The last few days, I’ve been working on a quest for the most frequent n-gram in a corpus. This means that the frequency of every single n-gram in the corpus has to be found and then compared. Linear search proves far too slow for this feat because you have to iterate through the entire list every time you want to find the frequency of an element.
Binary search (using suffix arrays), requires less steps. I did not really compare linear and binary search using the Brown Corpus, but the former will probably take a few hours, while the latter comes up with a result within a few minutes (between 3 and 4).

The code for the binary search is quite simple. We simply look for the maximum in a list, not according to its value, but according to its frequency:

high :: [String] -> IO()
high [number, fileName] = do
	fileHandle <- openFile fileName ReadMode
	contents <- hGetContents fileHandle
	let wordList = prepare contents
	let n = read number::Int		
	let nList = (V.take n) (sToVector. sFromList $ wordList)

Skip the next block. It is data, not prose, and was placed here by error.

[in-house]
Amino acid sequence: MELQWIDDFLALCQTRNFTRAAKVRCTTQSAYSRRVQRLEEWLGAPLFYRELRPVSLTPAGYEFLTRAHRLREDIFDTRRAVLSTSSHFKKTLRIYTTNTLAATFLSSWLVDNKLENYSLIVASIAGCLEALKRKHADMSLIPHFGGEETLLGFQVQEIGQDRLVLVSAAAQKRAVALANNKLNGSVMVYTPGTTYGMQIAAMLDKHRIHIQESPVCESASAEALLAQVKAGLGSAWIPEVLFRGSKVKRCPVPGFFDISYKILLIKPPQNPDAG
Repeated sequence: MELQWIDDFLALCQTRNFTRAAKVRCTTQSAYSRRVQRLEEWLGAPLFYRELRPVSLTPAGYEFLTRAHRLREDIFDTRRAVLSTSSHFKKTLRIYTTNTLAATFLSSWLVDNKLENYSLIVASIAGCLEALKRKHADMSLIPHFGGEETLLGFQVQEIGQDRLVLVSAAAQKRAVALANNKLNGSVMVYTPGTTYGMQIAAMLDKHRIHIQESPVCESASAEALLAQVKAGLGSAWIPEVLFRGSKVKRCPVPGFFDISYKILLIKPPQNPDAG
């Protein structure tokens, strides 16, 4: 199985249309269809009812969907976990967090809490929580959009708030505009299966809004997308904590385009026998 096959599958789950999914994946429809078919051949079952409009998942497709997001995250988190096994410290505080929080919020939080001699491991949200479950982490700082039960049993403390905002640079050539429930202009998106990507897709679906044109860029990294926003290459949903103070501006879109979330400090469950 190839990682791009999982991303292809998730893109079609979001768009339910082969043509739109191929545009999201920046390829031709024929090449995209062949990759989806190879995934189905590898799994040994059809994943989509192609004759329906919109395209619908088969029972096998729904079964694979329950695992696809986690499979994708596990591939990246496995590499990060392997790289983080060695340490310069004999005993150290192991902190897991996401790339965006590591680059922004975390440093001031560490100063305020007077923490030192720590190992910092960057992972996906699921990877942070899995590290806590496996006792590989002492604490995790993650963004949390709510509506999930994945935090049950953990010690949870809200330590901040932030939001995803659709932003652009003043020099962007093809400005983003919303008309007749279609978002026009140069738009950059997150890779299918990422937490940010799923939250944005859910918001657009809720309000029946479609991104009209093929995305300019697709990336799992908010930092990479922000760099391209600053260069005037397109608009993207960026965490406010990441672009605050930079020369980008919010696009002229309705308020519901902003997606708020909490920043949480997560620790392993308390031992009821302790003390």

let highest = V.maximumBy (flCompare nList) nList
	putStrLn (unwords . V.toList $  highest)
	hClose fileHandle
high _ = do
	putStrLn "Error: the high command requires two arguments: high Int filename"
flCompare :: (Ord a) => V.Vector a -> a -> a -> Ordering
flCompare nList x y = compare (biFrequency nList x) (biFrequency nList y)

In the code we:

  1. read the contents of the Brown Corpus and clean it up a bit
  2. read the number from the command line
  3. build a Vector of n-grams according to that number (nList)
  4. look for the maximum of the list according to our own compare function
  5. add our own compare function where we find the frequency using binary search (flCompare).

>time ./brown5 high 5 brown.txt
_” _, he said _.

real 3m52.135s
user 3m50.700s
sys 0m1.254s
>time ./brown5 high 2 brown.txt
of the

real 3m17.254s
user 3m15.956s
sys 0m1.112s

And that’s that. The rest of the time I tried to speed up the process and played around with the types (Vector, SuffixArray, list…). The next few days, I will get acquainted with the Data.Map module and try to rewrite the whole frequency story using a Map. Just for the heck of it.